A blog about baking, linguistics, my life, and anything else that I happen to be interested in. ^_^
BakeThatLinguist: Scorpio. | Nov. 12. | 29. | Christian | From Las Vegas; currently in Japan. | Recovering from a very long stint with depression. | Lactose Intolerant. | Loves books. | Goofy. | Lack a BS tolerance. | Likes to learn from history instead of repeat it. | Really, really, really likes cake and cookies and ice cream and cake ( You don't even know!) even tho i'm not supposed to eat sweets due to health reasons...
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Trying to use Wikipedia for their homework—and failing to hit that “learn more” link.
These foolish children are the epitome of IRONY right now.
I don’t understand the angst from these people.
The majority of the internet is still working. Where do they think Wikipedia gets all their information?
There is this super cool place called the Library. It’s home to thousands upon thousands of things called books. Go there and read one so that you can write your papers. Also, these kids are on friggin Twitter. News about the blackout is all over Twitter! WTF?
(Chart) U.S. Wealth Distribution: Perception vs. Reality
The most interesting thing about this is that even with a completely underestimated perception of the actual wealth inequality in this country, most Americans still think the wealth should be redistributed more equally. If that’s not inchoate socialism, I don’t know what is.
xkcd did a great chart visualizing weal distribution in our country. The median US after-tax household income is just shy of $40,000 per year; for the top 10% of earners, median household income tops $200k per year. Five times the median. Does that seem like it encourages a healthy economy?
"I was hardly prepared for the profound emotional impact of The Slave Ship: A Human History. Reading it established a transformative and never to be severed bond with my African ancestors who were cargo in slave ships over a period of four centuries. Their courage, intelligence and self respect; their fierce efforts to free themselves (and, though cruelly bound, to create community) moved me so deeply that, for several days, I took to my bed. There I pondered the madness of greed, the sadism of wielding absolute power over any creature in chains, the violence of attempting to dominate and possess what is innately free. For all Americans and indeed all those who live in the Western world who have profited by, or suffered from, the endless brutality of the slave trade, during all its centuries and into the present, this book is homework of the most insistent order. There is no re-balancing of our wrecked planet without sitting with, and absorbing, the horrifying reality of what was done, by whites, by the West, by the wealthy, to our beloved ancestors, The Africans, who endured and sometimes survived ‘the middle passage’ to bring their radiance and their indomitable spirits into the New World. What, now, is to be done? That is the question that can only have a collective answer"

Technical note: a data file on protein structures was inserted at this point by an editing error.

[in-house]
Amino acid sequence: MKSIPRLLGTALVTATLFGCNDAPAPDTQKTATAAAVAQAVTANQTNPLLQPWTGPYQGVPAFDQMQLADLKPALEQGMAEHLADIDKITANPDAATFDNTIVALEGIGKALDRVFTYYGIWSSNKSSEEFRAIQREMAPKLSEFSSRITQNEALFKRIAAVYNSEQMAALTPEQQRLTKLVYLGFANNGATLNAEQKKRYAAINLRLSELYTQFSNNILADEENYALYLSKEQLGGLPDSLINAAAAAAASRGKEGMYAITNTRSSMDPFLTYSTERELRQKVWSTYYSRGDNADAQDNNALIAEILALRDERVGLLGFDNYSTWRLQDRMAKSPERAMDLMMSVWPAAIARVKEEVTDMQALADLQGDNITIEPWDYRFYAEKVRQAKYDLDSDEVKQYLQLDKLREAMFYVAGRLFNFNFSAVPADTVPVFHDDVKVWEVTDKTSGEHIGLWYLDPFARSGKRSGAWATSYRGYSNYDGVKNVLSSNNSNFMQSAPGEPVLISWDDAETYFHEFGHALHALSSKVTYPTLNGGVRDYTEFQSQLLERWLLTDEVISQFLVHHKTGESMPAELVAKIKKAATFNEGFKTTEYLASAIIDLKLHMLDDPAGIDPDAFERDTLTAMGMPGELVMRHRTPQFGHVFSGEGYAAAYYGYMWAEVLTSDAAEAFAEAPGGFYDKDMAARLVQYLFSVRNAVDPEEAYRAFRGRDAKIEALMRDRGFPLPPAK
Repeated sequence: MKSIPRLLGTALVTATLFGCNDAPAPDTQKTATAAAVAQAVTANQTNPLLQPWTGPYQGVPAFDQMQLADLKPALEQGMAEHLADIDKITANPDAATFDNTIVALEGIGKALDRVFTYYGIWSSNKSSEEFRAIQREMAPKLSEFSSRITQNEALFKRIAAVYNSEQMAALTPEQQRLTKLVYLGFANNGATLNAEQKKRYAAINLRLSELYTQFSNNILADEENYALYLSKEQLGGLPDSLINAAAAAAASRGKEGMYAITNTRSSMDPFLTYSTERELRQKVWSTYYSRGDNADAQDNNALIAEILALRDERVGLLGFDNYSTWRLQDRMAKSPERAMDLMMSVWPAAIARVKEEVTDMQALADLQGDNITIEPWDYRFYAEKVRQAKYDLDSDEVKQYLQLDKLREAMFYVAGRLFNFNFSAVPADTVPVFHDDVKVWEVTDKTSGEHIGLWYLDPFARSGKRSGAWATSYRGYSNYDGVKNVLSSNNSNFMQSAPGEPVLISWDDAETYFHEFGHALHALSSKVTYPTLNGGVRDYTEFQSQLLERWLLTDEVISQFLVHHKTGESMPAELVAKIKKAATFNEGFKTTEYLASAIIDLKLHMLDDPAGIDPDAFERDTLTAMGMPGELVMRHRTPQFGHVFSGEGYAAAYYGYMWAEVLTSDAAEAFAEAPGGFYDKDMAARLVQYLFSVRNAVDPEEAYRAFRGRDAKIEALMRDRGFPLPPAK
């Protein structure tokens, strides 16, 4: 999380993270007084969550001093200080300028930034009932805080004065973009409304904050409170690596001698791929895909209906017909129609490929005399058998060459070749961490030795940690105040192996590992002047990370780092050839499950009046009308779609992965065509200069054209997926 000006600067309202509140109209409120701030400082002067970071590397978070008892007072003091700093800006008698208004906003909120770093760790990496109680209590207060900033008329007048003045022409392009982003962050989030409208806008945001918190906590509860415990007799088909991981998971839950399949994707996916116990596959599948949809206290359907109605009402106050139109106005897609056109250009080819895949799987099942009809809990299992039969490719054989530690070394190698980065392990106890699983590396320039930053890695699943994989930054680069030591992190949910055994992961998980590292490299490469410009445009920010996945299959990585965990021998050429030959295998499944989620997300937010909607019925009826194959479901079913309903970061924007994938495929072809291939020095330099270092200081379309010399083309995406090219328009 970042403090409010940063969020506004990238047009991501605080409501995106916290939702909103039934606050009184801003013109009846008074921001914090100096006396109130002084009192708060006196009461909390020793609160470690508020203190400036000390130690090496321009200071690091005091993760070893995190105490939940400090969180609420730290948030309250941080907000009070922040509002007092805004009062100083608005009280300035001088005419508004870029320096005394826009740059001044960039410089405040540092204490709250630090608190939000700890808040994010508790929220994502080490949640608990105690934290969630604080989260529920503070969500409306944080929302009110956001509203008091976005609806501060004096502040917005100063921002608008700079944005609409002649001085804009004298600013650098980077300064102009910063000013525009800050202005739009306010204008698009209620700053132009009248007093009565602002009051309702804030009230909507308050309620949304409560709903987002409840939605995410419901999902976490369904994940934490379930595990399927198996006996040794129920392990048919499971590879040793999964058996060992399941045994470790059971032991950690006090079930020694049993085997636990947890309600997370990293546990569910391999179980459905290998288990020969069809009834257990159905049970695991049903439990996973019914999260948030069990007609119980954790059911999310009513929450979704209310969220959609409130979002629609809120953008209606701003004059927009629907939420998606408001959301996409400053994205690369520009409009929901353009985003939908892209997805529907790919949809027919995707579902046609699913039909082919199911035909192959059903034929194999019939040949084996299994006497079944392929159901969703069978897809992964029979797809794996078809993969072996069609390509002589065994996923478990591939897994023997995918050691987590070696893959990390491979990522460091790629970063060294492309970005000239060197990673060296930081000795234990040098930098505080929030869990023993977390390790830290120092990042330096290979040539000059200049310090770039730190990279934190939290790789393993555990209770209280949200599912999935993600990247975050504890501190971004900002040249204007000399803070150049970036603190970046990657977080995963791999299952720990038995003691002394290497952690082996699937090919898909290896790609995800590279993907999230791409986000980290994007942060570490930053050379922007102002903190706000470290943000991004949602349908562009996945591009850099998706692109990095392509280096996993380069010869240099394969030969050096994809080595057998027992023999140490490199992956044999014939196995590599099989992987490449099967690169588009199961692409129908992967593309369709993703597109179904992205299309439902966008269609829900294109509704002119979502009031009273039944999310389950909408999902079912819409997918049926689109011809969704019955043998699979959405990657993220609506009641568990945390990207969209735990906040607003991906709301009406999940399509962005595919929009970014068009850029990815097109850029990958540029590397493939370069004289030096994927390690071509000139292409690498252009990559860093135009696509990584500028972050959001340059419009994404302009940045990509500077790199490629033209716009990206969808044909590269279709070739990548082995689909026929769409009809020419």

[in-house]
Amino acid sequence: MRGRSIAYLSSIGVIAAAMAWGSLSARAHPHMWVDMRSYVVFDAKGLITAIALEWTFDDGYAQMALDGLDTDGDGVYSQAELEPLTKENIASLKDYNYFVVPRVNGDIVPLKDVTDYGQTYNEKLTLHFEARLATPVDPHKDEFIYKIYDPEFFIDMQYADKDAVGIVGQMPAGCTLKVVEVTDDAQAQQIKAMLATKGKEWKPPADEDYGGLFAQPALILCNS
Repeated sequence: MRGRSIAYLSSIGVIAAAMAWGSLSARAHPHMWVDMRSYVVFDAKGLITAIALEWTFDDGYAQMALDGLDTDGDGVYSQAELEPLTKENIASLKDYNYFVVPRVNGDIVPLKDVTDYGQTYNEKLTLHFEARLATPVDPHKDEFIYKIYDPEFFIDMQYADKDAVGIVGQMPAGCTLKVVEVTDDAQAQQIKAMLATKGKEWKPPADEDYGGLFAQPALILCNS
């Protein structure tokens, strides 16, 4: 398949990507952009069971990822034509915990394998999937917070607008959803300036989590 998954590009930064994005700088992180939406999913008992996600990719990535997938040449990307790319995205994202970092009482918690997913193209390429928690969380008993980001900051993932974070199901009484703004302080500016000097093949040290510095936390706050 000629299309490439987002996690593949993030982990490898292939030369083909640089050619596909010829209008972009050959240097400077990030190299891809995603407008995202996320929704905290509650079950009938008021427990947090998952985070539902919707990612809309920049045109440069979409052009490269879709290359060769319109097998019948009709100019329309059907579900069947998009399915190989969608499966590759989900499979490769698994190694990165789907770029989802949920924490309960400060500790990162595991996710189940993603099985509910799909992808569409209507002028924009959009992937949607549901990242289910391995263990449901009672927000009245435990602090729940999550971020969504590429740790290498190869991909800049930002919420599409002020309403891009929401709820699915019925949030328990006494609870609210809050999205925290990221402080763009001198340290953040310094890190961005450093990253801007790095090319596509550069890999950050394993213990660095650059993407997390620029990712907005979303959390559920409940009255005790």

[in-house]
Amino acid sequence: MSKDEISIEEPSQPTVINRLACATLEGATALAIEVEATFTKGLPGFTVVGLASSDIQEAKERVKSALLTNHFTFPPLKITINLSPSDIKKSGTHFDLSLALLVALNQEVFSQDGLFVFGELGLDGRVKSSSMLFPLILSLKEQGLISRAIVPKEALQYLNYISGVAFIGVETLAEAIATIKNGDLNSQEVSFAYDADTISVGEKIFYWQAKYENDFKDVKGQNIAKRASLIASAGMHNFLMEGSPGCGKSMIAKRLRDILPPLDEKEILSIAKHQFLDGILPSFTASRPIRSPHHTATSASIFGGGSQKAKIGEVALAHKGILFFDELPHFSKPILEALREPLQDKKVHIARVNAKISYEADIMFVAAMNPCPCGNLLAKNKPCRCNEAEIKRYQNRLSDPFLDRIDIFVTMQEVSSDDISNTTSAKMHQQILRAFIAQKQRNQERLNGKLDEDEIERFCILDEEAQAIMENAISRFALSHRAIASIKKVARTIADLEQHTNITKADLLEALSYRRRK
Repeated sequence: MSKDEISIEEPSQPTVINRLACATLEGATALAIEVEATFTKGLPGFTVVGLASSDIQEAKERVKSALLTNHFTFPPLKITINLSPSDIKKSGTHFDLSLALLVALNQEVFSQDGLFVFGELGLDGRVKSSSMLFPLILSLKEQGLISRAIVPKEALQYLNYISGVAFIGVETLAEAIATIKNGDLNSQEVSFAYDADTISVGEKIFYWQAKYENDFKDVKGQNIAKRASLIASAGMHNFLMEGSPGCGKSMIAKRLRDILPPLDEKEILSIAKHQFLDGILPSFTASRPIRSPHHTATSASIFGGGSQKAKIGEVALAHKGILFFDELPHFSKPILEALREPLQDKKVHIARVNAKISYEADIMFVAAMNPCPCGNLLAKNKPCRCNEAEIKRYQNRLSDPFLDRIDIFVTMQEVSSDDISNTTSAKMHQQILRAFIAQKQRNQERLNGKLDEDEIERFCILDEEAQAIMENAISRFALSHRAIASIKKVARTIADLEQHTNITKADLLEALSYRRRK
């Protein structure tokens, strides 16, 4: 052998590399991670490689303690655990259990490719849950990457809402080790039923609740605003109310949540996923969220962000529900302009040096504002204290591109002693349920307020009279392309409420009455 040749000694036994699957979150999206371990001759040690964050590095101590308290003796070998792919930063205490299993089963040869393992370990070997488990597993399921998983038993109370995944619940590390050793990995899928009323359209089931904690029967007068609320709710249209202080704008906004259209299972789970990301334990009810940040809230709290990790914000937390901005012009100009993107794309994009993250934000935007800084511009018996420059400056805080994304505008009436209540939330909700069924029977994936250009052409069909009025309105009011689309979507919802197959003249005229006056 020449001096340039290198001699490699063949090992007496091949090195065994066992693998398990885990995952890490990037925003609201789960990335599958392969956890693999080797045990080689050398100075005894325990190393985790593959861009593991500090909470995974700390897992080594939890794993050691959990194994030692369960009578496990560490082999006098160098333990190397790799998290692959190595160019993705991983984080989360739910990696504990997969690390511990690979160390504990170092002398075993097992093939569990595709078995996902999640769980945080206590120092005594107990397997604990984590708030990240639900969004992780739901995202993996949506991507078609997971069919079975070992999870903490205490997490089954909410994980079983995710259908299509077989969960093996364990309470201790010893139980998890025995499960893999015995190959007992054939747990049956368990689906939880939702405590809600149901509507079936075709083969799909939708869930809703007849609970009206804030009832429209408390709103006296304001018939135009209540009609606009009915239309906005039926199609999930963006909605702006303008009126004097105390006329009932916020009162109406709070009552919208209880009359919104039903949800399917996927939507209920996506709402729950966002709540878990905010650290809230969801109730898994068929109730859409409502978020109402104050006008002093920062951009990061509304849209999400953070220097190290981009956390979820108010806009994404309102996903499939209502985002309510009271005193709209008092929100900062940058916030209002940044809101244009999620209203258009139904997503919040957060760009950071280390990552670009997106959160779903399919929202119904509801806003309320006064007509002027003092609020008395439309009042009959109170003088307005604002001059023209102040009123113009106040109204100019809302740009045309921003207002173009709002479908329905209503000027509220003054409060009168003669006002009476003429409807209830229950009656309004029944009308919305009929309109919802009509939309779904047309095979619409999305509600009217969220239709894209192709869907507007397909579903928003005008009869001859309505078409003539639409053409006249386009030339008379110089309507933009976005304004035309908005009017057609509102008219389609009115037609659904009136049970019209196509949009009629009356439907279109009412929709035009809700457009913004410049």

Alice Walker, author of the Pulitzer-Prize winning novel, The Color Purple
[TW: rape] I asked the Congolese women; ‘give me the 5 major issues affecting Congolese women today’. Rape was number 4. Political participation was number 1. Economic empowerment was number 2. Domestic violence was number 3. And they qualified it; the rape you see is because we don’t have women in high places to effect the change that needs to be done. No.2, if we were economically empowered, we wouldn’t be in abusive relationships and will know how to handle ourselves.
But outsiders expected rape to be number 1 because that’s the global image of Congolese women. One Congolese woman asked where people got the idea that rape was their major problem. Someone answered her “if you don’t say so, the West won’t give you aid”.
Congolese women wanted to show their fellow sister how they’ve been sustaining their children and communities in midst of the violence they lived in. By the time the white people arrived, they changed their tune: ‘help, I’ve been raped. I’ve been abused’.
They’ve figured you all out. That’s the stories you white people want to hear. You travel to cry. So they will make you cry. The media never goes into any community to pick stories of how you survived and what positive things are happening. A pressman once asked me if I’ve been raped during the Liberian war and when I answered no, he passed the mike over my head. So the easiest thing for those who need media attention or aid is to talk about their personal history and say they were raped.
This is a similar situation across the globe for migrants who wanted papers after war; every time they went to the US consulate and told the truth, they were denied. When they went and told a sad story, the counselor cried and granted them their papers.
Mighty Be Our Powers with Leymah Gbowee (youtube)
Western media and charity need to portray AfricanS as helpless and meek because that is the global image of Africa they want to sustain.